A Turkish military reconnaissance team has been deployed to the northern Syrian province of Idlib ahead of the establishment of a “de-escalation zone” there, the Turkish army said.
It is the first deployment of Turkish forces under an agreement made after talks last May in the Kazakh capital, Astana. The agreement, backed by Russia, Iran and Turkey, envisaged the establishment of four safe zones in Syria, in an effort to resolve the country’s six-year conflict.
Details about the borders of the zones and which of the guarantor countries would be responsible for securing each one, were vague.
A spokesman for the Iranian Foreign Ministry, Bahram Qasemi, confirmed on Monday that the troop movement, made on Sunday, was within the framework of the Astana accord.
But rebels fighting militants ISIS for its de facto capital of Raqqa criticized the recent moves by Turkey.
Ahmed al-Sultan, deputy commander of the Jaish Al-Thowar, a main faction of the US-backed Syrian Democratic Forces coalition, claimed the Turkish move was an attempt to stop the Kurdish-dominated force from advancing towards Idlib once the battle in Raqqa is complete.
He claimed Turkey was trying to cut off the Kurdish-dominated Syrian city of Erfin and prevent Kurdish rebels from expanding the areas under its control. He also dismissed Turkish claims of fighting terrorism in Idlib, accusing Turkey of instead coordinating with and supporting the al-Qaeda splinter groups.
Turkey backs anti-extremist drive
Turkey’s military statement on Monday comes two days after President Recep Tayyip Erdogan moved personnel to the border with Syria and said Turkey would back up the Free Syrian Army (FSA) rebel group to drive an al-Qaeda splinter group out of the heavily contested area.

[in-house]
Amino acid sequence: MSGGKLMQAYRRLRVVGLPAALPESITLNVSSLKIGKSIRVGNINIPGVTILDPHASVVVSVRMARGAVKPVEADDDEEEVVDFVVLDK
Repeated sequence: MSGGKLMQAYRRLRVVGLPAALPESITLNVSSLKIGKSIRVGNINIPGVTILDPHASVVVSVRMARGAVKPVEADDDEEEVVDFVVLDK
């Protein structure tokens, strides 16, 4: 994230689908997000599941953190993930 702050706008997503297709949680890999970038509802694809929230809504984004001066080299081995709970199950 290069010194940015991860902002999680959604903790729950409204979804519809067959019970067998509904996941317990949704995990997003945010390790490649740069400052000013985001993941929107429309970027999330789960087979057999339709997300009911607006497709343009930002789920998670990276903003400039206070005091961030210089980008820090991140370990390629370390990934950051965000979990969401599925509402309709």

Erdogan justified his moves as necessary “precautions,” saying during a party address in Afyonkarahisar on Sunday that the border provinces are “under threat.”
“If we do not take precautions, today three, five, 10, 20 mortars are falling into Turkey, tomorrow there may be bombs. When we respond to them within the rules of engagement, they quiet down,” Erdogan said. “We are realizing the strategy that we planned.”
Idlib is the last remaining area in northern Syria where anti-Assad rebel groups have a foothold. But the FSA has increasingly lost territory to extremist Islamist groups there.
In recent months, the province has fallen under the control of Hayat Tahrir al-Sham (HTS), the latest reincarnation of the formerly al Qaeda-affiliated al Nusra Front. FSA and HTS oppose the Assad regime, but are also battling each another for control of the province.
Following news of the Turkish-backed operation, HTS issued a statement on its Telegram channel warning FSA units against participating.
“If you want to die, orphan your children…step your feet into Idlib. The news is what you see, not what you hear,” HTS said.
Rebels unwilling to accept Russian participation
Russia is joining with Turkey in providing security in Idlib, Erdogan said Saturday, without elaborating further. But FSA groups have denounced any Russian involvement, which they accuse of supporting the Assad regime through bombings in civilian areas.
“We deny any involvement of the Russian air forces in the upcoming Syrian Free Army operations. Our position on Russia as an occupier state supportive of terrorism in Syria has not changed,” wrote Mustafa Sejari, a representative of a rebel group working with the FSA, in a tweet.
Abu Issa Sheikh, another FSA commander, said that “the Russians were and are still the enemies of our revolution.”
“They murdered our children in the past. Russia will not be our ally today. We hope that Turkey, which has borne the burden of our revolution, does not take a step that harms our people,” Sheikh said.
CNN’s Sarah El Sirgany contributed to this report from Abu Dhabi while Mohammed Hassan contributed to this report from Syria.